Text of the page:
The medieval Glosses of the Bible and “Bible in its Traditions” have their origins basically in the same hermeneutic principle: the profound understanding of Scripture cannot be attained independently of traditions or ecclesial handing-on which have been developed in the course of history. One remark, however, must be made by way of conclusion. The Glossed Bible of the Middle Ages is not to be considered as an absolute model. As of the end of the 11th C, even before the completion of the Gloss of Laon, the monastic community of Lérins made known their reticence as to the page-format of the Psalter. Since it was annotated in the margin and in interlinear, the reader had to move from one part of the page to another, thus detracting from a continuous reading1. Their reaction brings to mind that met today with regard to the fragmentation of data in the fields of relational bases. Gilbert of Poitiers, followed in this by Peter Lombard, made attempts to get round these difficulties. They brought together in a classical continuous commentary the marginal and interlinear annotations of the Psalms and of Saint Paul; their success in the Schools was all the greater. It is not without reason that the 13th C made an attempt to return to the original works of the Fathers. It was a matter of avoiding the risk of a selective breaking up of a tradition, thus reducing it to something of a patchwork. Thomas Aquinas developed the Catena but, in his other works he made use of the treatises quoted in the former but went well beyond the short passages that had been split up for it. The search for a balance between several complementary approaches to the handing down of the Bible may thus be observed at each period of time. If the reading and personal appropriation of the texts (lectio termed divina) represent a short way accessible to everybody, the long way of technical commentaries, the work of historical analysis and the philological development of traditions are indispensable. Between these two ways there stretches a middle path, that of intermediary editions, a path which contemporary research dubs as “enhanced value”. Basically, the medieval glosses of the Bible were nothing more than the selective “enhanced value” reading of the originalia of the Fathers. Thomas and his predecessors had a far wider knowledge of the Fathers than would appear at first sight in their compilations. BEST/BIIT, Catena aurea electronica, Glossae.net… these different projects, complementary and scientifically based, should be considered as pathways of long cross-country hikes, each marked out in function of their difficulties, with the aim of introducing our contemporaries to the reading of the biblical text in its traditions.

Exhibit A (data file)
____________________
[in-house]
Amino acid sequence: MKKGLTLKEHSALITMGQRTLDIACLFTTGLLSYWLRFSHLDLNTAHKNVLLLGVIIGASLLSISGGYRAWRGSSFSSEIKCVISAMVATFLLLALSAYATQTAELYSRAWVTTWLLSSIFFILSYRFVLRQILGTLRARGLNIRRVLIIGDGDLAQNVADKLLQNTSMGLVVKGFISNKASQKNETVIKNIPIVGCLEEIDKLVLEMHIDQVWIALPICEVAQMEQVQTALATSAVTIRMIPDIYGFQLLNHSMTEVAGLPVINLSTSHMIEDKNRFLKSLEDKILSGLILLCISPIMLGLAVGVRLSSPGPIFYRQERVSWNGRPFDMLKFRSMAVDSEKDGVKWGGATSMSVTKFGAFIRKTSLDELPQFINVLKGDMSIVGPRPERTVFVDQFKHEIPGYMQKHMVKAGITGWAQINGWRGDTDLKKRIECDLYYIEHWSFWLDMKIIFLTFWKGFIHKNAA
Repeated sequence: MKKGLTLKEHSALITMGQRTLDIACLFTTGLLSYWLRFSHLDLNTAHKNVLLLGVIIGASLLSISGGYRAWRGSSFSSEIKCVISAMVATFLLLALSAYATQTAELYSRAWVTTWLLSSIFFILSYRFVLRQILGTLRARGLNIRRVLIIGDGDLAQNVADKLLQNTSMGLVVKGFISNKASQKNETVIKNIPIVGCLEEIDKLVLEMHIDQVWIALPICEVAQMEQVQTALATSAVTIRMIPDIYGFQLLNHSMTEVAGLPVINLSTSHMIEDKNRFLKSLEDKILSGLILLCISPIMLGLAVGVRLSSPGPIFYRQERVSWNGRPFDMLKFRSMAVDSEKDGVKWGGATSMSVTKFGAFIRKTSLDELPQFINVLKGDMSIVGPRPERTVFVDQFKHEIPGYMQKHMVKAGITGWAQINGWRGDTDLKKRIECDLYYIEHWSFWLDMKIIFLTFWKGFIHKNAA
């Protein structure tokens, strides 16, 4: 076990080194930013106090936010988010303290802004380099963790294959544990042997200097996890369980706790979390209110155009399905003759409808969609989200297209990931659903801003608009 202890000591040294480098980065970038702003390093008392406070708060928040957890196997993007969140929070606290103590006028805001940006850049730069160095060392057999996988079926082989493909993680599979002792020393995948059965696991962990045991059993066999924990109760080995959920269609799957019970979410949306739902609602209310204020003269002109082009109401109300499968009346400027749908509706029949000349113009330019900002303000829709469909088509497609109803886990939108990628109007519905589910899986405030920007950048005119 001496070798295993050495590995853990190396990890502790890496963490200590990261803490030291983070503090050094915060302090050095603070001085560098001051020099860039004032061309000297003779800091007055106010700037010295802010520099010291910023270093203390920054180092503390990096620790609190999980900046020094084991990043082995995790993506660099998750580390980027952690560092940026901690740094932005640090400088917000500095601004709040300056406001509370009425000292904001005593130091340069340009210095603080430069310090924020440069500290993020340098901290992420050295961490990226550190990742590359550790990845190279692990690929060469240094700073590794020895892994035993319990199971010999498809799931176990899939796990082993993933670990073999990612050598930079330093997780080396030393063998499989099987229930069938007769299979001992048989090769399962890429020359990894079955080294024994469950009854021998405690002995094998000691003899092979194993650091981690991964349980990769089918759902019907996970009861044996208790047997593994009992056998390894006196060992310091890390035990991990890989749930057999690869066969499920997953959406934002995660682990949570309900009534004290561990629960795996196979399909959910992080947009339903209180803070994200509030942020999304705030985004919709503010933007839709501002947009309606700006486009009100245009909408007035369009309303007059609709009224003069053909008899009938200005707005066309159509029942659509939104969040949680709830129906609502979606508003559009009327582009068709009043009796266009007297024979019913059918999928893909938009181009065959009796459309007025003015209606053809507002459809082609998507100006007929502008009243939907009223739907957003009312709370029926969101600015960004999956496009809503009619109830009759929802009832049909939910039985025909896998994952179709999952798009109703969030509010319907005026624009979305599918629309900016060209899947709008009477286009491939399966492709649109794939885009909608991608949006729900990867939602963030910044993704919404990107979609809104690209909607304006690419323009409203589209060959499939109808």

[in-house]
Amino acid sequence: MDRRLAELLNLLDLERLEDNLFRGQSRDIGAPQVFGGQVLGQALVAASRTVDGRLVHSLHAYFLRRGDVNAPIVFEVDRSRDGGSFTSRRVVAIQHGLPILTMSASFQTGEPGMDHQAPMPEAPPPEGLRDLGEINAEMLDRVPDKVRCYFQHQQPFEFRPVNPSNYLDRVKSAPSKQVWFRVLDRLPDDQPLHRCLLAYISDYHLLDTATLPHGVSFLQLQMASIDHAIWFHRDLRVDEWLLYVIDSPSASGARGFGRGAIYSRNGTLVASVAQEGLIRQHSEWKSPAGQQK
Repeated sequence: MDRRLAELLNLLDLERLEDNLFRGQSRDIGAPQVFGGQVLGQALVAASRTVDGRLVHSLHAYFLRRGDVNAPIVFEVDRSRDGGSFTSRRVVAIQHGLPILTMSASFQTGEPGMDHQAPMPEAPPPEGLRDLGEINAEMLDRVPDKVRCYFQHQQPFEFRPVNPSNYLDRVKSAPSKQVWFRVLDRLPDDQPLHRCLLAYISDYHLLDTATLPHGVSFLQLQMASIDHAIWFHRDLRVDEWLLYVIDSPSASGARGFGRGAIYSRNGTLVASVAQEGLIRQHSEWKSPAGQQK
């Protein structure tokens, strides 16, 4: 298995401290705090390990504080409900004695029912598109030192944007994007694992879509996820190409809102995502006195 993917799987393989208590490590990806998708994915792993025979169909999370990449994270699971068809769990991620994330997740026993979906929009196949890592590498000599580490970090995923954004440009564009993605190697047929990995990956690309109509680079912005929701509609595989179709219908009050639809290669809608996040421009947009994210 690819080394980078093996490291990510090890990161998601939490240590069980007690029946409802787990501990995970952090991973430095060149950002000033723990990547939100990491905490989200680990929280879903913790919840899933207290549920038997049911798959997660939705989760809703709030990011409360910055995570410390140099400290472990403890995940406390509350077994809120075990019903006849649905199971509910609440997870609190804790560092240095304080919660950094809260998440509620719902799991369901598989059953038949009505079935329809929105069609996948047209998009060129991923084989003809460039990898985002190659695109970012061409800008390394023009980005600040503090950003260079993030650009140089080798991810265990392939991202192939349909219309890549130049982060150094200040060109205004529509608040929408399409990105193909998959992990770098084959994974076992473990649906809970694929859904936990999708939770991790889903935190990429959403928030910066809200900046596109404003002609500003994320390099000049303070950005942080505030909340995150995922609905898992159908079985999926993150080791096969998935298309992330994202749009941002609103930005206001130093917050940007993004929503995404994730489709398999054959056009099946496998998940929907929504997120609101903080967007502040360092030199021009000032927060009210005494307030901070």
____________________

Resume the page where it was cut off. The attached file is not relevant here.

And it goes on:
It would not be possible for me to end this article without underlining the fact that the two projects here set out are quite simply the outcome of a collective dynamism and of a formation. Without the means made available by the French instances of research, the projects would not have seen the light of day. It would not be possible for me, on a yet deeper level to bring these lines to their end without calling to mind the memory of five Dominican masters of the Faculty of Theology at Fribourg, Switzerland, and of the Commission setup by Pope Leo XIII of the editors of Thomas Aquinas, some of whom are not unknown to the Ecole Biblique in Jerusalem: Jean-Dominique Barthélémy, Louis-Jacques Bataillon, Georges-Bertrand Guyot, Servais Pinckaers, Jean-Michel Poffet, and Jean-Pierre Torrell. Their intersecting influence experienced at various degrees and levels, allow me today, as an historian of the Middle Ages, to understand the basic interaction of the Bible and of its handing down. Their influence allows me in my turn, and following their example, to labour so that the Sources may flow.
CNRS-Laboratoire d’étude sur les monothéismes UMR 8584,
CNRS-Laboratoire d’étude sur les monothéismes UMR 8584,
Directeur scientifique du projet Glossae.net
Martin Morard, « Daniel de Lérins et le Psautier glosé : un regard inédit sur la Glose à à la fin du xie siècle », Revue bénédictine 121 (2011), p. 393-445